Then Gomorrah came along.
“We knew we were selling our soul to the devil allowing Gomorrah to be filmed here,” says Lorenzo, who helped negotiate with the producers on behalf of the residents.
But it was an opportunity they could not afford to give up. The production company paid for some building maintenance, and employed residents to clean and act as runners and extras. The Comitato, meanwhile, used Gomorrah money to block the entrances to the lift shafts and to buy strip lighting for the stairwells.
This week’s announcement means the show will soon have to find somewhere else to film. All the original 926 families have now moved into new apartments, which the Comitato helped design in order to avoid the mistakes of the original, and one Le Vele tower will be preserved for posterity, probably as a museum or offices.
Lorenzo has just finished moving his family to their new apartment, just a few hundred metres away. It’s in a low-rise building with shops on the ground floor and plenty of well-kept green space, and boasts a new kitchen, two bathrooms and a living room bathed in light. His old flat in Le Vele is now empty except a bottle of bleach, the smell of damp and red graffiti reading: “Thank you home for all the memories, you’ll always be in our heart.”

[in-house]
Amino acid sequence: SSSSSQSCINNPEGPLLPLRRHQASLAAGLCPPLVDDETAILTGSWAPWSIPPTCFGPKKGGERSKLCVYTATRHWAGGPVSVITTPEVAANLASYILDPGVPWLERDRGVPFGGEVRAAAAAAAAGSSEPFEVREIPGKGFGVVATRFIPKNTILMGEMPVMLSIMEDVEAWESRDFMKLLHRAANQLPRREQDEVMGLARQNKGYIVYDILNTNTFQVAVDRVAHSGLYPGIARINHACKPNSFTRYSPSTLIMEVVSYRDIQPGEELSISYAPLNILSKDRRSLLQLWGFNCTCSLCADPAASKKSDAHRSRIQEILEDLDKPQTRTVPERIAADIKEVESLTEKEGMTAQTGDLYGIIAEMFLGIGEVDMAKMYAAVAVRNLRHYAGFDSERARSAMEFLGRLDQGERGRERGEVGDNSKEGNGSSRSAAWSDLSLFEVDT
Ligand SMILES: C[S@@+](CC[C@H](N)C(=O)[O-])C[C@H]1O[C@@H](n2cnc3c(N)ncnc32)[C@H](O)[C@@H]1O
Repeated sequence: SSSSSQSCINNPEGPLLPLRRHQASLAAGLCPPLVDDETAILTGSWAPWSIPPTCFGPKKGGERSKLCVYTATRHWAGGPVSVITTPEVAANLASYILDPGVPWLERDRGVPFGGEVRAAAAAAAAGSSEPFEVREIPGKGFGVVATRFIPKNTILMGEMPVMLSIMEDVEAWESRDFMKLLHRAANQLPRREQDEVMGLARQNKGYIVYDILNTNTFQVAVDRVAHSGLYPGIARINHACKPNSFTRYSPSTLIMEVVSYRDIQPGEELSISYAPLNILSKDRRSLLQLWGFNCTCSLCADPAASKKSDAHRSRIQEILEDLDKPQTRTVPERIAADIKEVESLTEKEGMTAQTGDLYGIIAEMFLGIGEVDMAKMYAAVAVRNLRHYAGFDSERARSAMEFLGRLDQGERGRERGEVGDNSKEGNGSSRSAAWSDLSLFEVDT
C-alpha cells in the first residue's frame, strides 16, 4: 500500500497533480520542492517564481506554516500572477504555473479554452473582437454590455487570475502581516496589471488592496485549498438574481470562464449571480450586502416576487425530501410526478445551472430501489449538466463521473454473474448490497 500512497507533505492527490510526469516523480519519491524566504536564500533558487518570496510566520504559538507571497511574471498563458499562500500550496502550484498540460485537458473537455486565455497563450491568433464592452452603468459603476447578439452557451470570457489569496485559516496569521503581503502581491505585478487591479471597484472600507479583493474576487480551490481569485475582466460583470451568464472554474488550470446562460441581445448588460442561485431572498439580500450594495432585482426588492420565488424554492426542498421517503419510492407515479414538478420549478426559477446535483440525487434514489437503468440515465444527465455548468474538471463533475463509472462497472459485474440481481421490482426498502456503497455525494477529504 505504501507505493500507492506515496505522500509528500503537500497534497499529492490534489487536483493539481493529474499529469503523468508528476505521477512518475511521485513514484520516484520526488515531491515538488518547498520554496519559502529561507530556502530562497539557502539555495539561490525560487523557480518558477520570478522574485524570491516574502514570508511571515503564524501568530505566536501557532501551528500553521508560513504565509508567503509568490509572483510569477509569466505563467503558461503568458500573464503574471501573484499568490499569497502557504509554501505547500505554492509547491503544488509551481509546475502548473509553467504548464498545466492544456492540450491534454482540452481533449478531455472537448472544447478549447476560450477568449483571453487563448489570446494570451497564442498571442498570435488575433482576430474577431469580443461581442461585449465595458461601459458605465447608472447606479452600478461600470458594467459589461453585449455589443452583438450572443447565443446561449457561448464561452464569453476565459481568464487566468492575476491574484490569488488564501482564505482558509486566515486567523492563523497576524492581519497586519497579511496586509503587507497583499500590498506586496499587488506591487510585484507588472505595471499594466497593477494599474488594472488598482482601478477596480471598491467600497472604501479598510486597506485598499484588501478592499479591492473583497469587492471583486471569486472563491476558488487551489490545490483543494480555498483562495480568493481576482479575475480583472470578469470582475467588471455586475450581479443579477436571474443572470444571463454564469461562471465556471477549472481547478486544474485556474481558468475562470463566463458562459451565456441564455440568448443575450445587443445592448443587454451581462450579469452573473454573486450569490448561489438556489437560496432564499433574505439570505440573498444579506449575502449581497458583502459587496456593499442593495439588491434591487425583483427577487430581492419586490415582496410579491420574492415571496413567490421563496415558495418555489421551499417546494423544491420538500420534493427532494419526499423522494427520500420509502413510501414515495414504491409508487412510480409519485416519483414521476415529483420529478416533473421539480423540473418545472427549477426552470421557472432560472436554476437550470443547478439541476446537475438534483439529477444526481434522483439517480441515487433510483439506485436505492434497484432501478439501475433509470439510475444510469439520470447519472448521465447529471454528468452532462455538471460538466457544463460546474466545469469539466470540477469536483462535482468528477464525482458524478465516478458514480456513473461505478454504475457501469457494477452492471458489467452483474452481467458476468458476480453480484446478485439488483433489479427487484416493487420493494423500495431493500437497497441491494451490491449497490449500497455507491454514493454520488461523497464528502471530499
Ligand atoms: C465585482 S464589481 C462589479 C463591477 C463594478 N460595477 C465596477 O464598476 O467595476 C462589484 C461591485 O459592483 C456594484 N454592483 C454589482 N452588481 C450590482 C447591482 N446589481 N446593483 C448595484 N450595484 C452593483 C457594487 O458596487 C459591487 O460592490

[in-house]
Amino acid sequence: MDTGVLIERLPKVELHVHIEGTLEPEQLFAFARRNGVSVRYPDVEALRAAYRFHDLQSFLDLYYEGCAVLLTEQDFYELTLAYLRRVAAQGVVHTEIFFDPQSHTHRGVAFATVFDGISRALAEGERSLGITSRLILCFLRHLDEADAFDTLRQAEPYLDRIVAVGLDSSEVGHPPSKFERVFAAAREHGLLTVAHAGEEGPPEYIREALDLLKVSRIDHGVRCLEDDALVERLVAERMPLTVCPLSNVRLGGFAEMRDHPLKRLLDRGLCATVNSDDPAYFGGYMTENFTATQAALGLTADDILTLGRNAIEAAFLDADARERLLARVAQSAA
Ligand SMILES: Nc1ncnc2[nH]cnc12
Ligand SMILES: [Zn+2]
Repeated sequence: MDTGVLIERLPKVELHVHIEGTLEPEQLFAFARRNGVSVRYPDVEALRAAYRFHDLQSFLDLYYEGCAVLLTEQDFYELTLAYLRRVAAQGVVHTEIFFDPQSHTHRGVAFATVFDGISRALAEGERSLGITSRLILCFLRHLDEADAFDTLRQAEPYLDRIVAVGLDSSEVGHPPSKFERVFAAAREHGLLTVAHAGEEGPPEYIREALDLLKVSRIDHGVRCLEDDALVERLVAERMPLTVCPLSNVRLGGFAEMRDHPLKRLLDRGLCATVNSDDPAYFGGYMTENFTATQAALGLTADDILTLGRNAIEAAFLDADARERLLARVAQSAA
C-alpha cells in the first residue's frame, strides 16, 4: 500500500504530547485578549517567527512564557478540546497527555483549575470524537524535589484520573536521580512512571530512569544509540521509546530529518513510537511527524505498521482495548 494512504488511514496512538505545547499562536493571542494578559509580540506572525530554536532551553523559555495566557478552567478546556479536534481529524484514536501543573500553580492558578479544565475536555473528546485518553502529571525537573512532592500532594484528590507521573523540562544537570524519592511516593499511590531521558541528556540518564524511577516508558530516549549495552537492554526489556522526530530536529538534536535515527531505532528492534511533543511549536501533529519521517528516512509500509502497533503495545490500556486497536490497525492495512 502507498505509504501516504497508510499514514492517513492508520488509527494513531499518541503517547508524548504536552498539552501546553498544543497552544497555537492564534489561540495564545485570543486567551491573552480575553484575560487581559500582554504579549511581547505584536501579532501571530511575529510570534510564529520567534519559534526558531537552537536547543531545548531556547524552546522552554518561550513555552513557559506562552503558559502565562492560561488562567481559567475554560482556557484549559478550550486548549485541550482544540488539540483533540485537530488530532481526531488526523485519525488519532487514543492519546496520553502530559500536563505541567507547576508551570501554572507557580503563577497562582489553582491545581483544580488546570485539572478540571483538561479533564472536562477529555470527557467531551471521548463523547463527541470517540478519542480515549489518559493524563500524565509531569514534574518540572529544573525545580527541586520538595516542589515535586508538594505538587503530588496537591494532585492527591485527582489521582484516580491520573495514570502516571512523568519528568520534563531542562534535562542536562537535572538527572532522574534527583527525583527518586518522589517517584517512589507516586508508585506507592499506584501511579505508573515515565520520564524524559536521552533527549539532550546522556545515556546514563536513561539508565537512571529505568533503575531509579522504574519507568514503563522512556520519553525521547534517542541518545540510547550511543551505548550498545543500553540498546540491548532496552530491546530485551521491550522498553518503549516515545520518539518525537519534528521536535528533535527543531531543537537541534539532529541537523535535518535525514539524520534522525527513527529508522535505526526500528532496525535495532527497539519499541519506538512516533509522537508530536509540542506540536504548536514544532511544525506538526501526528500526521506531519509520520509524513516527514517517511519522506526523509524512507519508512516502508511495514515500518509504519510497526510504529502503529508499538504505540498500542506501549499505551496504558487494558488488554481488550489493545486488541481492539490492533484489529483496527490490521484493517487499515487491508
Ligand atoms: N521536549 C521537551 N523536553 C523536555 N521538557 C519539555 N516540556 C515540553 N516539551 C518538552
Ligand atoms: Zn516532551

Many of the residents have similarly mixed feelings.
“Nothing will compare to life in Le Vele,” says Maria Tavano, one of Liparulo’s old neighbours who frequently drops by. “We do miss our community,” says Anna Liparulo, who wears a silver charm in the shape of one of the Vele buildings, which her mother made for her as a memento.
The Comitato, meanwhile, has now set its sights on improving the urban environment more broadly: its Restart Scampia programme has won funding to campaign for better transport links, cycle routes, student accommodation, sports facilities and schools.
“Scampia wants everything,” repeats Lorenzo. But he’s not complaining. “We now have a lift – and only three floors to climb if it breaks down.”